As to preferred proportions of the additive, runs 9 and 10 show that VFS in a proportion of 1.1 and 4.5 percent areequally'inhibitive at 45 C., while run demonstrates better inhibition for a proportion or concentration of 2.25

percent. Later tests at 55 C. (runs 19, 20, 21, 23) indicate that the best concentration for the test system is in the order of 2.25 volume percent. As is stated in footnote one of Table I additives were used on the basis of a C0 scrubber charge of 44 gallons MEA solution. In other words, using VFS, 1 gallon per' 44 gallons MEA' solution will equal 2.25 percent by volume.

Runs 11 and 16 show that there is comparatively little effect on the stabilizing ability of the VFS due either to boiling or being held at 285 F A comparison of run 16 with run 17 demonstrates a substantial reduction in air contaminant (AC) from an autoclaved solution containing VFS as compared to an autoclaved solution containing no adidtive.

Run 15 shows that an untreated MEA solution when contacted with nitrogen gas releases a quantity of volatile contaminant very nearly equal to that obtained with aerated solutions containing VFS. Nitrogen being a nonoxidizing gas, it is quite apparent that the quantity of volatile contaminant is heavily influenced by the presence of oxidizing conditions.

In run 18, MEA solution" containing no additive was aerated for 48 hours following which VFS was added and aeration continued for another 48' hours. Comparison of '0 air contamination (AC) figures show substantial reduction in degradation after the VFS was added. .The contamination value, howeverywas higher than that found with a new unoxidized solut ion to which VFS liad'ueen added. It is noteworthy that following the addition of VFS, the oxidized solution became much lighter in color i and remained light for the rest of the second 48-hour period.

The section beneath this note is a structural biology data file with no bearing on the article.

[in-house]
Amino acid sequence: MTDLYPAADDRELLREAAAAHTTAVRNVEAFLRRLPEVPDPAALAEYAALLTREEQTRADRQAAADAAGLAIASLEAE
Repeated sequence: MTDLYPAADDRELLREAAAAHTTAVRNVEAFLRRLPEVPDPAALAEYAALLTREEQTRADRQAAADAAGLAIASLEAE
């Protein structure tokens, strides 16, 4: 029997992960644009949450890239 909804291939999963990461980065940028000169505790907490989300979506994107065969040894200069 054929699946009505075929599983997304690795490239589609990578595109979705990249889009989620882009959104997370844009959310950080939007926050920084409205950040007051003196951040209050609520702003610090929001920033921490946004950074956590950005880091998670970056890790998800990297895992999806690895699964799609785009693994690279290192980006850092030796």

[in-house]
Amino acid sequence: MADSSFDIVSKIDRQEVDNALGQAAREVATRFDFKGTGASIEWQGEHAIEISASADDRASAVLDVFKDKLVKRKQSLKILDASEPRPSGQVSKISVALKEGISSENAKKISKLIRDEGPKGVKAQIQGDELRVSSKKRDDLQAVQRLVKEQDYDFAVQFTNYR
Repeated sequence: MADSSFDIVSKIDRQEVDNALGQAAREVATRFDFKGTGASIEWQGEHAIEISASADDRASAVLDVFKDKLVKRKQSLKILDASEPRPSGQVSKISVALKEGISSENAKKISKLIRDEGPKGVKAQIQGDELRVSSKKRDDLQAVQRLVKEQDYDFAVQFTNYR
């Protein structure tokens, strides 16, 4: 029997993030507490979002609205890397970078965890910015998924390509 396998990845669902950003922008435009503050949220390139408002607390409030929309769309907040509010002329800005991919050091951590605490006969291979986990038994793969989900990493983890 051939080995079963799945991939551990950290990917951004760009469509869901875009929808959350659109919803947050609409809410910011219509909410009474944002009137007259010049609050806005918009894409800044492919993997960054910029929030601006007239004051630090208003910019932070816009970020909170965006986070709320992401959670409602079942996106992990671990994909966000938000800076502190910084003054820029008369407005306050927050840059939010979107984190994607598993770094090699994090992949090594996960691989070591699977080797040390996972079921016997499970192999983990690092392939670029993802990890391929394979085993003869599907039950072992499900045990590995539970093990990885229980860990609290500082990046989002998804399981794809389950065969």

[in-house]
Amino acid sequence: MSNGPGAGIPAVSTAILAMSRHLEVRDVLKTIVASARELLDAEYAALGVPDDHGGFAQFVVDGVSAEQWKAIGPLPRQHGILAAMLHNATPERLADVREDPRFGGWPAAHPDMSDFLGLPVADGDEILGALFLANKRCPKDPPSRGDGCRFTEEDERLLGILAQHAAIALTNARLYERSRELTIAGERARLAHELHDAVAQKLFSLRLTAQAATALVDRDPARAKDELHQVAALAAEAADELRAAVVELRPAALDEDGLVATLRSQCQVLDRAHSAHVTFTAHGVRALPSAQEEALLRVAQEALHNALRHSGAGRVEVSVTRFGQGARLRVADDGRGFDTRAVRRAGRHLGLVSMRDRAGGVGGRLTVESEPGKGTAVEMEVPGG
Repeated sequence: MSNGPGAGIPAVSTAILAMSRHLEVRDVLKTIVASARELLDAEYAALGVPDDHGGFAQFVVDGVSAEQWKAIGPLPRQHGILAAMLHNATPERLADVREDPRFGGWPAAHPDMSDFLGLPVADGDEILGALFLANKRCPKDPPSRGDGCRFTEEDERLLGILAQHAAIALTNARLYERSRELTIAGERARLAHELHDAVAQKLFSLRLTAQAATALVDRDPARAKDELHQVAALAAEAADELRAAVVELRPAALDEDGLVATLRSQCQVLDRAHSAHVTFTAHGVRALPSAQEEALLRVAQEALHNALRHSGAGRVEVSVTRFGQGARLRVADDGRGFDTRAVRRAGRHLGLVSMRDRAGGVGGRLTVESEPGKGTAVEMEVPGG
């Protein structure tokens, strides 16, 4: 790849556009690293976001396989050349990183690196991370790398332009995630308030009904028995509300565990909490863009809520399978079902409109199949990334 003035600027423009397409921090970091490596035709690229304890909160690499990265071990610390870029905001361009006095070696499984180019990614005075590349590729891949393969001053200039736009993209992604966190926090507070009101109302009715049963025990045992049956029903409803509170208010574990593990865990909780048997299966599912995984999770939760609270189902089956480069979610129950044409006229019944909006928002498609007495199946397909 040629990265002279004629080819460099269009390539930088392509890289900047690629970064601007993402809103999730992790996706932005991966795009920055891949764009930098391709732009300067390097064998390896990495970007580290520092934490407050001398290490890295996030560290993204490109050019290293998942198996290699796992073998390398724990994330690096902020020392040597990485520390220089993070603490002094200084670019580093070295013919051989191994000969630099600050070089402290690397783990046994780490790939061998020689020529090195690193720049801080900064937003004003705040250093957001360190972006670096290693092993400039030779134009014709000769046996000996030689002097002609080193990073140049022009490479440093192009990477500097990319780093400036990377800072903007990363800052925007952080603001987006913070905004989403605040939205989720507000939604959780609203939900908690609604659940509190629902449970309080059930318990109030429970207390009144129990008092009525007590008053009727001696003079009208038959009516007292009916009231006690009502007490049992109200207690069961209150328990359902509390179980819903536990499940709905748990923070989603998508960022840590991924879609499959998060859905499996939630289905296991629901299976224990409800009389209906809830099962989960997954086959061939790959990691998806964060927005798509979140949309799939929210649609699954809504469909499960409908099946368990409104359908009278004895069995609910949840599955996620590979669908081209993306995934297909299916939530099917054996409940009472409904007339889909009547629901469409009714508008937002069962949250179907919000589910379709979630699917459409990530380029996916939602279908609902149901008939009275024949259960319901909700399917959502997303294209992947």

Runs'1'9, 20, 21 and 23 again are pertinent to considerations affecting VFS concentrations. Runs 19, 20 and 21 show that volatile loss is reduced greatly at relatively low concentrations of VFS. Comparisons with run 23 indicate that a quantity in the order of 2.25 volume percent for this system is necessary for maximum stability, at least at 55 C. At 45 C. smaller concentrations are satisfactory (runs 6, 7 and 8).

The other chelating materials already described (Versenol 120 and Cyquest are shown in runs 24 and 25 to be quite effective in reducing oxidation.

Run 26 is a continuation of run 16 at the conclusion of which the solution containing VFS had been heated at 285 F. for 100 hours, then aeratedfor 100 hours at 55 C. and for 263 hours at C. for a total of 363 aerated hours. The contaminant values indicate that the rate of oxidation did not increase with age of the MEA. The total air contamination was 1.3 milliequivalents.

Run 28 is the counterpart of run 26 for untreated MEA. The autoclaved solution was aerated at 55 C. for 48 hours and for 312 hours at 45 C. The contaminant values indicate that the rate of oxidation did not increase with age. The total air contaminant value was 14.9 meq. giving a ratio to the contaminant obtained with VFS of 11.5. Had the solution been aerated for the full 100 hours at 55 C. the contaminant value for this run would have been higher and the ratio would be nearer to the 16 or 20 found in the shorter tests.

Run 27 indicates that vanadate salts failed to show appreciable solution stabilization;

Runs 29 and 30 indicate negligible corrosion in both treated and untreated series, it being noted from footnotes 9 and 10 that mild steel specimens were used in these two runs.

It was possible at this stage to perform an experiment with relatively new MEA having a low iron content. In

during aeration. The results show appreciable darkening 'of the solution and substantial contaminant concentration, the numerical value being somewhat lower than usually Obtained with Older Solutions Of higher iron'content.

However 'the degradative factors are marked enough to infer that neither the age of MBA since its manufacture; nor iron content,'were key factors in MBA degradation insofar as unstabilized solutions are concerned.